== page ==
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1.
Sports Health ; 12(1): 51-57, 2020.
Artigo em Inglês | MEDLINE | ID: mdl-31660785

RESUMO

BACKGROUND: Athletic training rooms have a high prevalence of bacteria, including multidrug-resistant organisms, increasing the risk for both local and systematic infections in athletes. There are limited data outlining formal protocols or standardized programs to reduce bacterial and viral burden in training rooms as a means of decreasing infection rate at the collegiate and high school levels. HYPOTHESIS: Adaptation of a hygiene protocol would lead to a reduction in bacterial and viral pathogen counts in athletic training rooms. STUDY DESIGN: Cohort study. LEVEL OF EVIDENCE: Level 3. METHODS: Two high school and 2 collegiate athletic training rooms were studied over the course of the 2017-2018 academic year. A 3-phase protocol, including introduction of disinfectant products followed by student-athlete and athletic trainer education, was implemented at the 4 schools. Multiple surfaces in the athletic training rooms were swabbed at 4 time points throughout the investigation. Bacterial and viral burden from swabs were analyzed for overall bacterial aerobic plate count (APC), bacterial adenosine triphosphate activity, influenza viral load, and multidrug-resistant organisms such as methicillin-resistant Staphylococcus aureus (MRSA) and vancomycin-resistant enterococcus (VRE). RESULTS: Overall bacterial load, as measured by APC, was reduced by 94.7% (95% CI, 72.6-99.0; P = 0.003) over the course of the investigation after protocol implementation. MRSA and VRE were found on 24% of surfaces prior to intervention and were reduced to 0% by the end of the study. Influenza was initially detected on 25% of surfaces, with no detection after intervention. No cases of athletic training room-acquired infections were reported during the study period. CONCLUSION: A uniform infection control protocol was effective in reducing bacterial and viral burden, including multidrug-resistant organisms, when implemented in the athletic training rooms of 2 high schools and 2 colleges. CLINICAL RELEVANCE: A standardized infection control protocol can be utilized in athletic training rooms to reduce bacterial and viral burden.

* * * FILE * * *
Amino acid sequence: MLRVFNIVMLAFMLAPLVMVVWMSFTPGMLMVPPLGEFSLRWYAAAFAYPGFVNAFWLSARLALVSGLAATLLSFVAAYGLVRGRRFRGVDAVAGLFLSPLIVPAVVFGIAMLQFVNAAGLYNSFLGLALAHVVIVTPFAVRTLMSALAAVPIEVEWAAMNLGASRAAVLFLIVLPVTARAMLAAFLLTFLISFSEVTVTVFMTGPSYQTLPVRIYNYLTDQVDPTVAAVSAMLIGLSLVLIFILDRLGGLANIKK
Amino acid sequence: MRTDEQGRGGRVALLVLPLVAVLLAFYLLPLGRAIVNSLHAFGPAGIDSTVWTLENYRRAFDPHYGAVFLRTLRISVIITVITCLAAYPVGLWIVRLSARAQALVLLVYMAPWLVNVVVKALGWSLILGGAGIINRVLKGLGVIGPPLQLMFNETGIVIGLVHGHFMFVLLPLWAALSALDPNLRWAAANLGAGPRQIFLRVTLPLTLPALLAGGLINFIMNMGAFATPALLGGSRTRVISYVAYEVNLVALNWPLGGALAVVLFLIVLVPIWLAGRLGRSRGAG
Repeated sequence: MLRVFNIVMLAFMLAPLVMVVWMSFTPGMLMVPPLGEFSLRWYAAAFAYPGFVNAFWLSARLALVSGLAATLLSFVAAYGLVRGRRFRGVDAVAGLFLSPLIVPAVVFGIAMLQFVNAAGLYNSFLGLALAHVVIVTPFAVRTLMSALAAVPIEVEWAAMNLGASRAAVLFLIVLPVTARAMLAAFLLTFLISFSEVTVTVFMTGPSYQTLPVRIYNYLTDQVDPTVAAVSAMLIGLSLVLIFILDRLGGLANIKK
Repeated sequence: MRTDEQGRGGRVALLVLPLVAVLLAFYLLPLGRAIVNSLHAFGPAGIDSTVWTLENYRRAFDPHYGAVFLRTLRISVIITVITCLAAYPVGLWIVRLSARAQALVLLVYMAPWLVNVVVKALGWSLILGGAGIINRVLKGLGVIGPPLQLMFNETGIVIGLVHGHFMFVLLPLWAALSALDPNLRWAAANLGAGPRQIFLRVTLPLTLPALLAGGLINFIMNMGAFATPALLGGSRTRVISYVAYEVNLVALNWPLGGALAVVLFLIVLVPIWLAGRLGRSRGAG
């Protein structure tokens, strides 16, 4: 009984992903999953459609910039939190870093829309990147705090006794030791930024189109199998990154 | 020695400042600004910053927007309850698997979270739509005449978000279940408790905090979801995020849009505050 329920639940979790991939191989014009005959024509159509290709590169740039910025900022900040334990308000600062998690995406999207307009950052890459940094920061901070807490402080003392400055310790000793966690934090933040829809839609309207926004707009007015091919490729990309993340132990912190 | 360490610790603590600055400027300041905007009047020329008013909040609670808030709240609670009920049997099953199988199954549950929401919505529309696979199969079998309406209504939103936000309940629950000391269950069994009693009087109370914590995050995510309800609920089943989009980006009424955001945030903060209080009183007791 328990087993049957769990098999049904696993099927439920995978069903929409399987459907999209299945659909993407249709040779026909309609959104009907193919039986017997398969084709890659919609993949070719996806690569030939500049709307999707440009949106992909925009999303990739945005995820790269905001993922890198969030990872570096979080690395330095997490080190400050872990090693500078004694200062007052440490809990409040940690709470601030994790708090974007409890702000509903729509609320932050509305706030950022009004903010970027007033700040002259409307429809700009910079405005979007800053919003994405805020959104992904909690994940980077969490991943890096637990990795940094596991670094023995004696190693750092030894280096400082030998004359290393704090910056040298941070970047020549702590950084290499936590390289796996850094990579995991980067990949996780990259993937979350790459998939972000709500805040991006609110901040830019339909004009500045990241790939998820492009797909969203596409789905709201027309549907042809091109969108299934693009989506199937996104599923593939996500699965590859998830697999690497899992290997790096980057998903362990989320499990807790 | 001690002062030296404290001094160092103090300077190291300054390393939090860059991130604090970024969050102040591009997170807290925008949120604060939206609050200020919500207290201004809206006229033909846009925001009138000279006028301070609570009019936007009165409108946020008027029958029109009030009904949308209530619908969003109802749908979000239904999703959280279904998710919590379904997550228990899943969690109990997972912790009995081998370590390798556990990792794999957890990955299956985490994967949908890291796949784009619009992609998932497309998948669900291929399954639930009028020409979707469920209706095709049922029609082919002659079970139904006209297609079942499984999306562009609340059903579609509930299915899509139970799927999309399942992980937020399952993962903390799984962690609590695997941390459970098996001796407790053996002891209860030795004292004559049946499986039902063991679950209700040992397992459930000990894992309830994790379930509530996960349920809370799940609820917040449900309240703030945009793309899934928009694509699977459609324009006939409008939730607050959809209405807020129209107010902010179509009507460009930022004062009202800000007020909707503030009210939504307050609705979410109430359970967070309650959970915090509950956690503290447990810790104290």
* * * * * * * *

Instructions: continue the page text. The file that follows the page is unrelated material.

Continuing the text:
Assuntos
Infecções Comunitárias Adquiridas/prevenção & controle , Reservatórios de Doenças/microbiologia , Controle de Infecções/métodos , Instituições Acadêmicas , Infecções Comunitárias Adquiridas/transmissão , Desinfetantes/administração & dosagem , Infecções por Bactérias Gram-Positivas/prevenção & controle , Infecções por Bactérias Gram-Positivas/transmissão , Desinfecção das Mãos , Educação em Saúde , Humanos , Influenza Humana/prevenção & controle , Influenza Humana/transmissão , Staphylococcus aureus Resistente à Meticilina/isolamento & purificação , Orthomyxoviridae/isolamento & purificação , Comportamento de Redução do Risco , Infecções Estafilocócicas/prevenção & controle , Infecções Estafilocócicas/transmissão , Enterococos Resistentes à Vancomicina/isolamento & purificação
2.
BMC Infect Dis ; 19(1): 1012, 2019 Nov 29.
Artigo em Inglês | MEDLINE | ID: mdl-31783806

RESUMO

BACKGROUND: Influenza is the most frequent cause of acute upper respiratory tract infections during winter season. Although rare, neurological manifestations are known to occur during influenza infection and approximatively three-quarters of cases are in children. In this study, we aimed to characterize the burden and clinical spectrum of influenza-associated encephalopathy and encephalitis in children admitted at a tertiary pediatric hospital in Italy over two influenza seasons (2017-2019). METHODS: We retrospectively analyzed clinical, laboratory, instrumental data and outcome of patients discharged with ICD9-CM 487.0 code. RESULTS: Fifteen children (13.1% of those discharged with a diagnosis of influenza infection in the study period), had influenza-associated central nervous system (CNS) manifestations. Eight patients (53.3%) were diagnosed as influenza encephalitis, 7 (46.7%) as influenza encephalopathy. Median age was 27 months. In children under 2 years of age (40% of all cases) altered consciousness was the most frequent neurological manifestation while respiratory symptoms were present at admission in all cases. Younger children also required intensive care support more frequently. Five subjects (33.3%) presented comorbidity. None of the patients had received seasonal influenza vaccination. The median time from onset of respiratory signs to onset of neurological manifestations was 24 h. Cerebrospinal fluid (CSF) analysis was normal in most patients and polymerase chain reaction for influenza virus RNA on CSF, when performed, was negative in all samples. Neuroradiological investigations, performed in 5 children, reported cortical and subcortical white matter signal alterations. Oseltamivir was administered only in 2 cases. Fourteen patients recovered without sequelae, and only a 2-year-old girl had minimal impairment in fine motor skills at discharge. CONCLUSIONS: All children presenting acute neurological features during influenza season should be evaluated for influenza-associated CNS complications even if the respiratory involvement is mild. Absence of underlying diseases or other risk factors are not protective factors against CNS influenza-associated complications. The lack of CSF pleocytosis does not exclude CNS involvement. Children under 2 years of age are at higher risk of requiring intensive care support.


Assuntos
Encefalite/diagnóstico , Influenza Humana/patologia , Criança , Pré-Escolar , Encefalite/etiologia , Feminino , Hospitais Pediátricos , Humanos , Lactente , Influenza Humana/complicações , Influenza Humana/virologia , Itália , Masculino , Orthomyxoviridae/genética , Orthomyxoviridae/isolamento & purificação , RNA Viral/líquido cefalorraquidiano , Estudos Retrospectivos , Estações do Ano , Centros de Atenção Terciária